A slumming angel

Eleni Mandell may be the greatest singer you’ve never heard. So, why isn’t she hugely famous?

Eleni Mandell, who sings like someone once said Raymond Chandler wrote.

Eleni Mandell, who sings like someone once said Raymond Chandler wrote.

Saturday, June 5; at the True Love Coffeehouse, 2406 J Street; call club at (916) 492-9002 for time, cover and opening act.

No, the 34-year-old Los Angeles singer isn’t Britney Spears, or Christina Aguilera, or any of the other ingénues who have achieved mega-stardom in recent years. But why hasn’t Mandell garnered the kind of adult-market renown enjoyed by, say, Lucinda Williams or Diana Krall?

Yes, it’s a question that certainly has occurred to Mandell. “As I’m getting older, I’m sort of going, ‘What am I going to do when I grow up?” she said via phone from her home in Los Angeles’ Los Feliz district. “'How am I going to pay for the little house? How am I going to make the next record?’ You know—those kinds of things. ‘How am I going to keep touring?’”

After five reasonably exquisite albums, including the just-released Afternoon, along with a fine jazz-vocal EP from last year, it’s understandable that Mandell has been wondering why her ship hasn’t quite come in yet. Last January, two weeks before embarking on a tour of Europe, she contracted pneumonia—“It’s the sickest I’ve ever been in my life,” she said—but she mustered the strength to go anyway. It was, just as countless American jazz musicians and other artists have discovered, somewhat of a love feast, at least when compared with America—nice hotels, good food, great concerts and fans who get the music. “And then I came back,” she continued, “and it was like, ‘What’s the point?’”

Before you think Mandell is yet another frustrated artist whining about not being accepted by the mainstream, realize that her opinion from late last winter was colored by residual pneumonia, and she was experiencing a career crisis point—a crucible through which many artists pass. When you have chosen the path of making music that doesn’t adhere to the dictates of the commercial marketplace, sooner or later you are confronted with a few questions: Why am I still doing this? Will anybody ever get what I’ve been doing? Is it worth it?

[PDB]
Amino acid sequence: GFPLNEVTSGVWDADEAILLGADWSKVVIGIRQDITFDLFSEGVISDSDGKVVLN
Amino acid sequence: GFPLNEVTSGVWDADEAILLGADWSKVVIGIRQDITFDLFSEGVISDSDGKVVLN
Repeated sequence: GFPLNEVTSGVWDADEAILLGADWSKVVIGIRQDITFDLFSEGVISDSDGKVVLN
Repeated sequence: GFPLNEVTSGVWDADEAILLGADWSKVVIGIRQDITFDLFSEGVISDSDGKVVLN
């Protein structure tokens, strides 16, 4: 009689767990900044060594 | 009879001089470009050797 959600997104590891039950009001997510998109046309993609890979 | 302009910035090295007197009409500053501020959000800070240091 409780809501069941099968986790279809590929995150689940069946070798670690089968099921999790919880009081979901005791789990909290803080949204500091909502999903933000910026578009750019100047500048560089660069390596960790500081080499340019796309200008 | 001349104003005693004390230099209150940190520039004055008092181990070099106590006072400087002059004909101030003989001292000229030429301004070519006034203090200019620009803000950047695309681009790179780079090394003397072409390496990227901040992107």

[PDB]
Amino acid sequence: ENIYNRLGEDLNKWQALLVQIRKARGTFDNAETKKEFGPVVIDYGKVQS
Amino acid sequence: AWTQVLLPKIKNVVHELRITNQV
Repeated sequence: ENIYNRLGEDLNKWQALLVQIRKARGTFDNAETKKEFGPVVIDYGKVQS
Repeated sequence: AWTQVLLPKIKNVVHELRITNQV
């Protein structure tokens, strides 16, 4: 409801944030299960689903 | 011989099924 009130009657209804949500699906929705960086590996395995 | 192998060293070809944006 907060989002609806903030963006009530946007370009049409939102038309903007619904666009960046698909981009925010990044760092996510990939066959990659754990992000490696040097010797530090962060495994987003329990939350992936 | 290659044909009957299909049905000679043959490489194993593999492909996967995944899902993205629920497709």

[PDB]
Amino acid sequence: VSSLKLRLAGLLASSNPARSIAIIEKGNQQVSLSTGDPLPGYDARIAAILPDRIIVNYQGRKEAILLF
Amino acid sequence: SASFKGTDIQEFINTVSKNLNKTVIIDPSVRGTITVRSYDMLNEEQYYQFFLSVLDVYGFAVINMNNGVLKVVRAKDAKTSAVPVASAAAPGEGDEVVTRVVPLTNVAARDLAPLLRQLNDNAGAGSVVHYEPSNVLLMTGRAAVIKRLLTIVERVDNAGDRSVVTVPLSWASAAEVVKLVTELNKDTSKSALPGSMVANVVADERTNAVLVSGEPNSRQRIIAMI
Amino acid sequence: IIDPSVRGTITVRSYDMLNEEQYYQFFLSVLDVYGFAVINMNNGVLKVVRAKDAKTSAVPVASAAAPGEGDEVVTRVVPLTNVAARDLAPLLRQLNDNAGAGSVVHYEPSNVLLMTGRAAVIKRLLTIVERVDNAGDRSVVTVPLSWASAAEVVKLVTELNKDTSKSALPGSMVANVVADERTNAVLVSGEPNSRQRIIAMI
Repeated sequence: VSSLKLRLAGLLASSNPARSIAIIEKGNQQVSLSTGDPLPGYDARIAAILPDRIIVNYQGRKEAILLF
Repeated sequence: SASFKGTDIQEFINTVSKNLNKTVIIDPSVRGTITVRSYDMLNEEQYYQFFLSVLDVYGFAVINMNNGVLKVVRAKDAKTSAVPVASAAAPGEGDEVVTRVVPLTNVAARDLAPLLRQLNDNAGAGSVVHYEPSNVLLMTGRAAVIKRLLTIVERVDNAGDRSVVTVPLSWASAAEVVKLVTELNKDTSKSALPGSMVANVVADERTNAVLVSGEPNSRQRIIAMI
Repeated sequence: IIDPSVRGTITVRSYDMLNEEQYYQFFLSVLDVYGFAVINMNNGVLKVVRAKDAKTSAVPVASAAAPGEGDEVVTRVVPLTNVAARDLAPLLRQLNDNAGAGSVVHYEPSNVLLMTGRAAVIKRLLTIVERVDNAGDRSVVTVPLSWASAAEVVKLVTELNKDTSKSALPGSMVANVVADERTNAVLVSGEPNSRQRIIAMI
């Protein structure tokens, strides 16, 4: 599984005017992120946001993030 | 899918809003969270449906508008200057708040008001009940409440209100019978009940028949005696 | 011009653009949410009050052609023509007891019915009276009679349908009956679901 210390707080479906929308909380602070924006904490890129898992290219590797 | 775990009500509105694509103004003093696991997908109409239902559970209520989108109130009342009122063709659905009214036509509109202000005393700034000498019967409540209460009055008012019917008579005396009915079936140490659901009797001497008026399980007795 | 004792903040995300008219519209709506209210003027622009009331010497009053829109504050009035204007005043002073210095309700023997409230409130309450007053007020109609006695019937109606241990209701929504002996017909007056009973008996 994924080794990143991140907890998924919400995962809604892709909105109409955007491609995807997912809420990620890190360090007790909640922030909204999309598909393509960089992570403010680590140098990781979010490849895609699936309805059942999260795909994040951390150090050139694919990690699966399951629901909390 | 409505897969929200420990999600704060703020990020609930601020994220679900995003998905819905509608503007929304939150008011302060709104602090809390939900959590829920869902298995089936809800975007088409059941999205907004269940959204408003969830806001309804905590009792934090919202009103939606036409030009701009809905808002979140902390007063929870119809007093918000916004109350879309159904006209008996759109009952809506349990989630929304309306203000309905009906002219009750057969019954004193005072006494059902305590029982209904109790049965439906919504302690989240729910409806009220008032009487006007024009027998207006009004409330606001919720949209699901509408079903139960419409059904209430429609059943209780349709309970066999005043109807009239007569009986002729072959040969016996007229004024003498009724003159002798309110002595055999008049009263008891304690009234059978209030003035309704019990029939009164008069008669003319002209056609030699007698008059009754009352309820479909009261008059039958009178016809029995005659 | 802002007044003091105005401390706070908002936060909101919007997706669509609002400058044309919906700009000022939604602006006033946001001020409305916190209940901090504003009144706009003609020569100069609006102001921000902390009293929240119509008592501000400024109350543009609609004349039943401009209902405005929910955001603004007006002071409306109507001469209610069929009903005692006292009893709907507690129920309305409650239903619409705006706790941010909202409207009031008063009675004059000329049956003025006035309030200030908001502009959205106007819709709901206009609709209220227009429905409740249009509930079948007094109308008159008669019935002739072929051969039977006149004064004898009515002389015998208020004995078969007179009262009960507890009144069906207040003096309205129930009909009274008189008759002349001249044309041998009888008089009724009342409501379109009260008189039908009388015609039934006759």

If the artist is fortunate, he or she will get a sudden insight that helps put such angst into perspective. For Mandell, it came when she heard that novelist Hubert Selby Jr. (Last Exit to Brooklyn and Requiem for a Dream) had died. “There was a great little thing about him in the LA Weekly, where he talked about his feelings about art, and how hard it is, and what you do it for,” she recalled. “And that snapped me out of the crisis I was in.”

So, Mandell worked through a mid-career reassessment, and just in time. “Right now,” she said, “what I have is: I’m playing with great musicians, I have work I’m proud of, and I get to travel and play music—which is some of the most fun you can have.”

Afternoon, recorded this time with her band—Mandell on vocals and acoustic guitar; Joshua Grange (who produced and engineered) on electric guitar, pedal steel, piano and organ; Ryan Feves on bass; and Kevin Fitzgerald on drums—is a fully mature, musically eclectic work that touches on everything the dusky-voiced singer-songwriter does well. It’s also a band record, rather than the more sideman-oriented outing Mandell has done in the past. “I wanted it to be really simple,” she said. “I was listening to a lot of ’60s soul music just before we made it, so you can hear that, a little bit.”

You can. And given that soulful music is currently resurgent, perhaps Mandell finally will get the acclaim she’s worked so hard to receive. Until then, she can enjoy a few morsels of appreciation from people who already appreciate her particular genius.

“Hang on a second,” she said. “They just played me on KCRW, and I think every member of my family just called to tell me.” Coming back on the line a few seconds later, she added, laughing: “Ah. My grandmother.”